Notice & Comment

The Obstruction Statute as Structural Law, by Aneil Kovvali

In a recent working paper and op-ed, Professors Daniel Hemel and Eric Posner argue that the federal statute banning obstruction of justice applies to the president, and that the president would violate the statute if he intervened in an investigation to advance his personal interests. Hemel and Posner suggest that this can be reconciled with the president’s legitimate authority under Article II by recognizing that it would not be obstruction for the president to take action for legitimate reasons, such as setting law enforcement priorities for reasons other than personal gain. But even though the president normally has the authority to grant pardons or remove federal law enforcement officials from office, it would be a crime for him to do so to corruptly impede an investigation. Such action might expose the president to impeachment and criminal prosecution.

Hemel and Posner’s bold proposal raises a host of difficult constitutional issues, which they address with admirable clarity and creativity. But it also supports a more modest administrative law proposal, which I pose merely as a question: Should the obstruction statute be understood as a structural law, providing a limited grant of independence to federal law enforcement agencies? For example, should we understand the federal obstruction statute to qualify the president’s ability to remove the FBI Director from office at will? On this understanding, former FBI Director Comey might bring a civil action for reinstatement or back pay, instead of waiting for an impeachment and prosecution that might never come.

Unlike criminal prosecution of the president, which could raise questions that have never been addressed by a court, it is well settled that Congress has the power to protect certain officials from arbitrary removal. In Morrison v. Olson, the Supreme Court approved a statutory provision that ensured that an independent counsel charged with investigating high officials could not be removed absent a showing of “good cause.” The constraint on the president here would be far more limited. The president does not need a good cause to remove the FBI Director; the president is free to remove the Director unless he is acting on an exceptionally bad cause.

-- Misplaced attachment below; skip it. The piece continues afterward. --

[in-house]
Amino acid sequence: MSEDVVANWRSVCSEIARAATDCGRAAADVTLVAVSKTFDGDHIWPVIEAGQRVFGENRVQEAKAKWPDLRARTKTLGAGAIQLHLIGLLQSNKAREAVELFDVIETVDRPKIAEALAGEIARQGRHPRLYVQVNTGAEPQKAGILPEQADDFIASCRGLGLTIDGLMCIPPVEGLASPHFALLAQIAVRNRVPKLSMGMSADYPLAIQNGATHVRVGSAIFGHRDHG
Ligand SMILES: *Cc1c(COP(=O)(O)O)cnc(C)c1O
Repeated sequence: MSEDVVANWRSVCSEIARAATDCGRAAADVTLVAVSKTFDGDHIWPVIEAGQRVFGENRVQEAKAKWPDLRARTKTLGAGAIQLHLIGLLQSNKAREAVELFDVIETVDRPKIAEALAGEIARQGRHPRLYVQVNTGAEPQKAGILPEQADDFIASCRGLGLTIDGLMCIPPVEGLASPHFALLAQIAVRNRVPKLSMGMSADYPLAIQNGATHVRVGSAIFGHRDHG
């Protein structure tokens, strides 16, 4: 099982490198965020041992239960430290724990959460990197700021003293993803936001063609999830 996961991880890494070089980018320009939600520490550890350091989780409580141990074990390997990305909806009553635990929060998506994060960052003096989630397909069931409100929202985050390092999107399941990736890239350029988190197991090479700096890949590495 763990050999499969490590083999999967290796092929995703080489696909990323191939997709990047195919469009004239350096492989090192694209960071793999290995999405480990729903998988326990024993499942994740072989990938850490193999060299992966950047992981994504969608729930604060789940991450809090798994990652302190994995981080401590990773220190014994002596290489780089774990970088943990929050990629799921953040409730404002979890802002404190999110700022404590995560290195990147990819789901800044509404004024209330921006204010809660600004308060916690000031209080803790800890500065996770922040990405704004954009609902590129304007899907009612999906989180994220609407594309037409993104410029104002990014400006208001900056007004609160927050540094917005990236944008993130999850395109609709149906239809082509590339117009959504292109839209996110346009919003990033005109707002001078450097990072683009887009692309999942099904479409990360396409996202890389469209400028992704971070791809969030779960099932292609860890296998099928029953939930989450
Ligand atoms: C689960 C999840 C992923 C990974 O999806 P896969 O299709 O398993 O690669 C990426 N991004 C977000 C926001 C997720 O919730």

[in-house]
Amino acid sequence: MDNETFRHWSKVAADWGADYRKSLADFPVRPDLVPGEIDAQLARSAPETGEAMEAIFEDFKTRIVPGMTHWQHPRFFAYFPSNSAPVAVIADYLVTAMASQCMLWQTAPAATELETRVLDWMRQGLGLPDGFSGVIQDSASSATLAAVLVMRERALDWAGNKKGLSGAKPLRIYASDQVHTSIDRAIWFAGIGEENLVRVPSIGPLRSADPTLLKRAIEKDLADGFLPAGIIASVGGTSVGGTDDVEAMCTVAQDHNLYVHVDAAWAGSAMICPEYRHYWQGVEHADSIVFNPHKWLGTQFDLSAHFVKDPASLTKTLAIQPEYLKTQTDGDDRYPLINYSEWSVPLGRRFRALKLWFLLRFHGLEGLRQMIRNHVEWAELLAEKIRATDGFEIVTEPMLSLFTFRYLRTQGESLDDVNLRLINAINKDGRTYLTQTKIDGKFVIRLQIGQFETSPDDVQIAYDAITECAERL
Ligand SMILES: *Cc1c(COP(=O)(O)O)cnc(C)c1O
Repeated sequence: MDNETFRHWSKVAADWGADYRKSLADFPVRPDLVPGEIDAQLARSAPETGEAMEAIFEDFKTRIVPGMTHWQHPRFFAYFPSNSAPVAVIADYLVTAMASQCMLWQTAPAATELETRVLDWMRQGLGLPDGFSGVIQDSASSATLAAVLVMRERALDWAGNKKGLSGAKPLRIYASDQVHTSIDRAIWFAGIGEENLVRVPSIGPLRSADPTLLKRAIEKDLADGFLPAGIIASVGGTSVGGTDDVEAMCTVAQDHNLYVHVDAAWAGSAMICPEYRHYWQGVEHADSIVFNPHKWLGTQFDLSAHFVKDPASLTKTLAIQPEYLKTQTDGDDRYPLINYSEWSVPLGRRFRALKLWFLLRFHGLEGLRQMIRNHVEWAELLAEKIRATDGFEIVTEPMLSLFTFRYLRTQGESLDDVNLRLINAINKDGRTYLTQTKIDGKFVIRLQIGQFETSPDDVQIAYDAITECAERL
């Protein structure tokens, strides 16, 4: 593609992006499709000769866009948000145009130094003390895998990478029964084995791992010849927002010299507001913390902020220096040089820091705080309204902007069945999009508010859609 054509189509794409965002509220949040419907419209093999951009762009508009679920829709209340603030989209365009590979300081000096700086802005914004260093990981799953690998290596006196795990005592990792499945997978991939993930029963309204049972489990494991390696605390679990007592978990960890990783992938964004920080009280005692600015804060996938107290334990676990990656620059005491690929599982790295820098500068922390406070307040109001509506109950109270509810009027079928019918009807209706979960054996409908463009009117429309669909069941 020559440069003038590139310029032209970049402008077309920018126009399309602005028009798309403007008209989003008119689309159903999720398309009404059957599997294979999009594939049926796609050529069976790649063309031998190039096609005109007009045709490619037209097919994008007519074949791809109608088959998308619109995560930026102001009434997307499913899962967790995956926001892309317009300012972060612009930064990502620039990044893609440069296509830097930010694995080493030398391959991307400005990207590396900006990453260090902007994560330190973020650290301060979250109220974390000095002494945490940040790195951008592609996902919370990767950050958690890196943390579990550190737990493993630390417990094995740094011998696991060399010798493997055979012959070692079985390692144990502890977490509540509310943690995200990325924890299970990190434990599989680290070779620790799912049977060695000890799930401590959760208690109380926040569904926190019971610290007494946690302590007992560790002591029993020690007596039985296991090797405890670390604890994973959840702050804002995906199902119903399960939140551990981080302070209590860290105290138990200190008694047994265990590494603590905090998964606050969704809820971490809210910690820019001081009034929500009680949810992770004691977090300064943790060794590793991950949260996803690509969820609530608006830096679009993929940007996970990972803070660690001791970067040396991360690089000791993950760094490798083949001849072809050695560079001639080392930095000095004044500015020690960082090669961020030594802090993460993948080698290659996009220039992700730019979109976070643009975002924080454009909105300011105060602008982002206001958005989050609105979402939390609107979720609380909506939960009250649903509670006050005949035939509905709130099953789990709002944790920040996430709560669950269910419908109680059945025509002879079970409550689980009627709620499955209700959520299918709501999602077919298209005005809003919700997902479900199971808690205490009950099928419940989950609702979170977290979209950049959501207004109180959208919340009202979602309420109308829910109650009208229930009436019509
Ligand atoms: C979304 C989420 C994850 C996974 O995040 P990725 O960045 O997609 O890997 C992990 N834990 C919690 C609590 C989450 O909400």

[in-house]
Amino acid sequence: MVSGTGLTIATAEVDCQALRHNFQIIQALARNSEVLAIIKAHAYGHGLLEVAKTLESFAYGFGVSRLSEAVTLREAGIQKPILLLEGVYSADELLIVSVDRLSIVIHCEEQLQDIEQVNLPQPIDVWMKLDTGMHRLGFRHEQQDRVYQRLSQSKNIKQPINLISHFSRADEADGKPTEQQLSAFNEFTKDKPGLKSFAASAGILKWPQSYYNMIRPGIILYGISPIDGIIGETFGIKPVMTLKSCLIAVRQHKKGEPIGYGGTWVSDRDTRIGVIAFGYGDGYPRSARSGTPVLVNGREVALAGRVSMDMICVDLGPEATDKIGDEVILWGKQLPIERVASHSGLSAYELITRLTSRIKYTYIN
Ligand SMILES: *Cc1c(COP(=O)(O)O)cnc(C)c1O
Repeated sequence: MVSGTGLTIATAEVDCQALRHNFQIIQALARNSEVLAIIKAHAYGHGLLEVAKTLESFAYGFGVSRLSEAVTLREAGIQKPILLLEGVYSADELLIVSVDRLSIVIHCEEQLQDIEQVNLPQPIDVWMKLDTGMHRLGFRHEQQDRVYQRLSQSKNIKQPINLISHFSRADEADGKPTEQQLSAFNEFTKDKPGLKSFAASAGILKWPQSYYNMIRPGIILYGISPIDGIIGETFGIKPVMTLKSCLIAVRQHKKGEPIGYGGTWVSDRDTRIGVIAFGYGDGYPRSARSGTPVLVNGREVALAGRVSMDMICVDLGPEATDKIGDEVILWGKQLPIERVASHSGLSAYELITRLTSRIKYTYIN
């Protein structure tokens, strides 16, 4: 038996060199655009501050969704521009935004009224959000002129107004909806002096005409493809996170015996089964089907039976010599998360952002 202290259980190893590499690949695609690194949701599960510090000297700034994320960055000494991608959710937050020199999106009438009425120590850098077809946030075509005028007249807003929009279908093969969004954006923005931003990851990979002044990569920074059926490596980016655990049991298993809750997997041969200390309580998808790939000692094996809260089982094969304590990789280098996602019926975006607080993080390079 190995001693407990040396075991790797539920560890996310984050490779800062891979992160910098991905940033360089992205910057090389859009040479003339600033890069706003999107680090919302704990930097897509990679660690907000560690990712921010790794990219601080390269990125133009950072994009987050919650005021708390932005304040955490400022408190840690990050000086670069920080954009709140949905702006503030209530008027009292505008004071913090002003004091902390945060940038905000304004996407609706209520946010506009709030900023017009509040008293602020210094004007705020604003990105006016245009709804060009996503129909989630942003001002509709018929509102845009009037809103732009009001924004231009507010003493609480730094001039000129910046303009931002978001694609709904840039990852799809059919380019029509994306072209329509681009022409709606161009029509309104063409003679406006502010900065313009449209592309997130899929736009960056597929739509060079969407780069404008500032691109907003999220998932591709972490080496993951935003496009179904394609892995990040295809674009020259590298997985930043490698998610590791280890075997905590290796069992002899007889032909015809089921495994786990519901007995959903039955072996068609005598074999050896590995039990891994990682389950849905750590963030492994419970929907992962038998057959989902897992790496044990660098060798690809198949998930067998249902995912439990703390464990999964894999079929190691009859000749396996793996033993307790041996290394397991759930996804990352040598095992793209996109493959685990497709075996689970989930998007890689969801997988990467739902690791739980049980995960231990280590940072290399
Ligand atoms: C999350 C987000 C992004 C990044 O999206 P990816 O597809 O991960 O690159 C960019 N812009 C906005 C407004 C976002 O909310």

Admittedly, the independent counsel had a more limited mandate and purview than the FBI Director (at least in theory). But Morrison establishes that the key inquiry is whether the restriction on removal interferes with the president’s legitimate powers and duties under Article II. At least on Hemel and Posner’s reading, the president exceeds his legitimate authority and acts in derogation of his duty when he impedes an FBI investigation for purposes of personal or partisan gain. It is hard to see how a prohibition on removal in those circumstances would interfere with presidential prerogatives.

So assuming that Congress can prevent the president from removing the FBI Director absent a legitimate cause, the question becomes: has Congress already done so by enacting the federal obstruction statute?

If Hemel and Posner are right, and the obstruction statute provides for criminal sanctions for a president who removes the FBI Director under certain circumstances, that statute could also be understood as qualifying the president’s ability to remove the FBI Director at will.

A more typical argument runs in the opposite direction. The conventional wisdom, blessed by the Justice Department’s Office of Legal Counsel, is that the president can remove the FBI Director at will. Indeed, Professor Alan Dershowitz has taken this as an uncontroversial fixed point, and used it to urge that removing the FBI Director cannot constitute obstruction of justice.